Thousands of patients are using medical cannabis for conditions where there is ‘debatable’ clinical evidence – a new paper highlights why regulators must take real-world data into account.
A new study highlights the potential of cannabis to treat a broad range of conditions from chronic pain and intractable epilepsy, to mental illnesses such as anxiety, depression and schizophrenia.
But despite thousands of patients using cannabis for these conditions, the data around many of them remains “controversial”.
Researchers are now calling for Real-World Evidence (RWE) databases to be developed in order to “bridge current evidence gaps” for the use of medical cannabis.
A team from Drug Science, the UK-based charity behind the paper, has published an in-depth summary of the latest developments in cannabis research, taking in account findings from global registry databases, major reviews and patient-reported outcomes.
It concludes that conditions which see the highest numbers of patients turning to medical cannabis, often have ‘debatable’ clinical evidence but good RWE.
Prescription registries reveal large numbers of patients are using cannabis to treat their arthritis, sleep disturbances, depression and anxiety, despite the limited RCT evidence.
The strongest, most conclusive data to support the efficacy of cannabis based medicines is in conditions with relatively small patient numbers, such as intractable epilepsy, multiple sclerosis (MS), cancer-related nausea, and appetite stimulation in wasting disorders.
Other, less common conditions, including fibromyalgia, schizophrenia, migraine, glaucoma and Tourette’s syndrome were found to have “limited proof of concept RCT or observational data” to support the use of medical cannabis, which the authors say warrants more research.
Dr Anne Katrin Schlag, head of research at Drug Science tells, Cannabis Health: “When you look at the RCT evidence base for some of these conditions, it is in some ways controversial – it’s not as strong as many scientists and doctors would like it to be.
“But there are thousands upon thousands of patients globally, who have been using medical cannabis successfully to treat these conditions, which is really building a pattern of evidence.
She continues: “There are many conditions, which have quite a low strength of RCT evidence and also have low numbers of patients, but that evidence base is developing, which is very exciting.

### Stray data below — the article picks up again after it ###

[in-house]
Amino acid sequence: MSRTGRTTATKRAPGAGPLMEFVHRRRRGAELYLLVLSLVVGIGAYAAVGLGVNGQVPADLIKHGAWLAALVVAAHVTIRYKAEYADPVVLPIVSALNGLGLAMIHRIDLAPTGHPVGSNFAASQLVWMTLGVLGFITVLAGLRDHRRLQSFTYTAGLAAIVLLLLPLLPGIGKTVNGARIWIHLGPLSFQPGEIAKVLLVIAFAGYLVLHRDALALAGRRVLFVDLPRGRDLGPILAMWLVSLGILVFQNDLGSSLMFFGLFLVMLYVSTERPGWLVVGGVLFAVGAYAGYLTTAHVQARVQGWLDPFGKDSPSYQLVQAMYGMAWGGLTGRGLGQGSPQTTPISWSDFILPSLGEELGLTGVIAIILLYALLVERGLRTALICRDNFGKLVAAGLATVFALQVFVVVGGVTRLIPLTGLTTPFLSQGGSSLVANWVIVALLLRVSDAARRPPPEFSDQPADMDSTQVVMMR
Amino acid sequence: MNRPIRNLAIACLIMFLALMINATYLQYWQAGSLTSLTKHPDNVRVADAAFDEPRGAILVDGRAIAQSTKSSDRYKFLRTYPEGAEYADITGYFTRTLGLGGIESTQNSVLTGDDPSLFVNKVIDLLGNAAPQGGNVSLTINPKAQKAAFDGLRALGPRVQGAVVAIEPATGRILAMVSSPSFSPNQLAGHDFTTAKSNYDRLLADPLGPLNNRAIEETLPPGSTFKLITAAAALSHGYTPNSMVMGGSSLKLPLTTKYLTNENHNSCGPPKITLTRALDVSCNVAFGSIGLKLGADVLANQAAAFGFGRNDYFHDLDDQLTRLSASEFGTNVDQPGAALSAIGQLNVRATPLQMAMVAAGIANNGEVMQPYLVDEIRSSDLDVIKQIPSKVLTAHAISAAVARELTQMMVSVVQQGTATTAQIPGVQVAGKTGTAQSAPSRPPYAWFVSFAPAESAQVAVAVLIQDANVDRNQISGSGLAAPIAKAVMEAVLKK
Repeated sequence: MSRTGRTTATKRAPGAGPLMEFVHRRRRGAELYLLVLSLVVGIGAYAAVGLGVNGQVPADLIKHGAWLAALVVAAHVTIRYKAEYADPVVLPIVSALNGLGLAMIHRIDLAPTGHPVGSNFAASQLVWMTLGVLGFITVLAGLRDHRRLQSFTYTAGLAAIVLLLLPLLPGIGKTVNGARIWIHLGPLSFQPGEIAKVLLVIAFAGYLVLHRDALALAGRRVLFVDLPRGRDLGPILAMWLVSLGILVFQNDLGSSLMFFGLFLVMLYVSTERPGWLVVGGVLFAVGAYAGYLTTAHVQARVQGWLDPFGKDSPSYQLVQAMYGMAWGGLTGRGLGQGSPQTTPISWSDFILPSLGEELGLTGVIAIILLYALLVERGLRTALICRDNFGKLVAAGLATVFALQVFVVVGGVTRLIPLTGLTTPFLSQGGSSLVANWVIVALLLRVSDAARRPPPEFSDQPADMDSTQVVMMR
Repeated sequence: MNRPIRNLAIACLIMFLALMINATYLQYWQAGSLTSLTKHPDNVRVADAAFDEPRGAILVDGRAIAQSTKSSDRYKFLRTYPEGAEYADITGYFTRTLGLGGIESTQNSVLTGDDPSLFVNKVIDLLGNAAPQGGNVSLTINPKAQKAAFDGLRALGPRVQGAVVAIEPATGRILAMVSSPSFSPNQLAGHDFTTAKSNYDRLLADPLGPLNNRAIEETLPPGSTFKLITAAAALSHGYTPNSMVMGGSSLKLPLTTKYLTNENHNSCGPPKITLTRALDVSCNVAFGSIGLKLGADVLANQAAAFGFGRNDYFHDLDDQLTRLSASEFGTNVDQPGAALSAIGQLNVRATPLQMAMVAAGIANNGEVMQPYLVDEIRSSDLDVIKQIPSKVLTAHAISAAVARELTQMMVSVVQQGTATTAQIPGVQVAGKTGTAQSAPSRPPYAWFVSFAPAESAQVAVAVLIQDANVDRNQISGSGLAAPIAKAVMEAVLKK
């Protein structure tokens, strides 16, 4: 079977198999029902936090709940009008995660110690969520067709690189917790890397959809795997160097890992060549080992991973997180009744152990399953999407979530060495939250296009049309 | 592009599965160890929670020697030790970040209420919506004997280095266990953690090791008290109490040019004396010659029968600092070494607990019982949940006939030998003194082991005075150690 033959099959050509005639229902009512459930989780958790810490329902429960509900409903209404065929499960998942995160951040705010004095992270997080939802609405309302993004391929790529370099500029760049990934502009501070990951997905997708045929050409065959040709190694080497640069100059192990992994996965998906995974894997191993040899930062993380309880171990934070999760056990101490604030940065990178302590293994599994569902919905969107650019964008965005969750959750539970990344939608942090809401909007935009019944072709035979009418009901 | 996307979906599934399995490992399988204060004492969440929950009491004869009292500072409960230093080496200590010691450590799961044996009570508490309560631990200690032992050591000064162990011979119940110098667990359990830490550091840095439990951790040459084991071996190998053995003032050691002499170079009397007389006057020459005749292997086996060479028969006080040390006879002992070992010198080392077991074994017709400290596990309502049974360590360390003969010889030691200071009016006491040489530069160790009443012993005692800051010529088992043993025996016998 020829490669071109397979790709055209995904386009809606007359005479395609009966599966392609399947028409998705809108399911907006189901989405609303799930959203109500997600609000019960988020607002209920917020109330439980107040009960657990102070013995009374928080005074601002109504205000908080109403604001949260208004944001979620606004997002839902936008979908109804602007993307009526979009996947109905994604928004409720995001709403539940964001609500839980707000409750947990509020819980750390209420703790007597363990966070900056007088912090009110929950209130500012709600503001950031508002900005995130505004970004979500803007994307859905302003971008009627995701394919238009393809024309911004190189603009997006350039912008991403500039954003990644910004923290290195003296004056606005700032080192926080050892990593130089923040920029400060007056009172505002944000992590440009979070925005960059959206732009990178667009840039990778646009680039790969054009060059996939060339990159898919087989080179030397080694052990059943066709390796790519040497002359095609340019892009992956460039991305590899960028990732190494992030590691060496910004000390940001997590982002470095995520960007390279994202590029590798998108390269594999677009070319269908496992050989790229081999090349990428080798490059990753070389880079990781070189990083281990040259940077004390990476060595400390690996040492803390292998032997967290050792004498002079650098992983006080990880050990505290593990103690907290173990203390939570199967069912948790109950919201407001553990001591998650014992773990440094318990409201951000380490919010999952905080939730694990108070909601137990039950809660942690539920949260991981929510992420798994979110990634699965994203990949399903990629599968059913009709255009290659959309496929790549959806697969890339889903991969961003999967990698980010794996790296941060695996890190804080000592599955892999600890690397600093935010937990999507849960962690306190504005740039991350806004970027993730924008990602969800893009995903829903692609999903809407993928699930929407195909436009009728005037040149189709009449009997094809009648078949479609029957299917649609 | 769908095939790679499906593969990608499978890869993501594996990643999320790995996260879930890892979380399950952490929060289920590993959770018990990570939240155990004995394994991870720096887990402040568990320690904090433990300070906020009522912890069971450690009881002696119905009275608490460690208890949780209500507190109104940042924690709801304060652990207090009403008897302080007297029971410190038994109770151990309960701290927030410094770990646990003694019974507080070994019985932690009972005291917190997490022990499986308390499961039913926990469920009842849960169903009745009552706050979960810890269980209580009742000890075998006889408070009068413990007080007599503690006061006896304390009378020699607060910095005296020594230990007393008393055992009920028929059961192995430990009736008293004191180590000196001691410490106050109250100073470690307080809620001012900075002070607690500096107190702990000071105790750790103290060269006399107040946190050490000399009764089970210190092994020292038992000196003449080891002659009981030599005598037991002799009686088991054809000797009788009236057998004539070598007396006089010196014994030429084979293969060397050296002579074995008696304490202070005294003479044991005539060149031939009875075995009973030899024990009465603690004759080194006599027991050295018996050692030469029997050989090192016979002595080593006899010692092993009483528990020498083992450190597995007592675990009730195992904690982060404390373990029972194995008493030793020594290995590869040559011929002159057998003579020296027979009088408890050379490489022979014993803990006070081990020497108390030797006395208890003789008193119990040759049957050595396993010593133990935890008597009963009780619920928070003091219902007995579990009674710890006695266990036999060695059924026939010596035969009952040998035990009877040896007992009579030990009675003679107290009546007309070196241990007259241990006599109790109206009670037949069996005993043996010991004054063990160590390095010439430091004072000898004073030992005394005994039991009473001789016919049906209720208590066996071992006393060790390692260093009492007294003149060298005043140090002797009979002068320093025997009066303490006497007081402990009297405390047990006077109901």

“We argue that the evidence base should be widened to include these patient-reported outcomes.”
The nature of cannabis products, which are made up of many different combinations of compounds, makes conducting RCTs – which are widely viewed as the “gold-standard” of medical trials – challenging and time-consuming.
Research also shows that many patients with the conditions which could benefit most from cannabis treatments, also live with a number of co-morbidities, such as anxiety, depression and insomnia, which would make them ineligible for clinical trials.
“RCTs are the gold standard in medicine but in relation to medical cannabis that’s quite a challenge,” Dr Schlag continues.
“To complete RCTs for all the variations of potential cannabis based medicinal products and all the conditions cannabis is potentially useful for would take years, when many patients can benefit from the medicine now.”
Dr Schlag and her co-authors would like to see a systematic network of databases, with international guidelines for collecting RWE on cannabis medicines, which could help build this “pattern of data”.
“It’s really important that we pull these databases together in order to have a systematic collection of data, which could provide more support for medical cannabis,” she adds.
But even where the paper deems there to be a “high strength of data” for treatment with medical cannabis, for instance neuropathic pain, cancer-related pain and chronic pain, access remains limited for UK patients.
The International Association for the Study of Pain does not endorse the general use of cannabinoids to treat pain, due to a “lack of evidence from high quality research” , and the National Institute for Health and Care Excellence (NICE) in the UK does not recommend doctors prescribe cannabis medicines for chronic pain.
A recent multi-criteria decision analysis by Drug Science found that medical cannabis improves patients’ quality of life more than any other treatment for chronic neuropathic pain, when compared to 12 of the most commonly prescribed prescription medications.
The researchers say NICE and other regulators should take these findings into account.
“The evidence based globally has shown again and again that a large number of chronic pain patients are using medical cannabis to treat the condition, this is already out there, it’s already happening,” adds Dr Schlag.
“It’s time to have a discussion of how to incorporate these findings into decision-making.”
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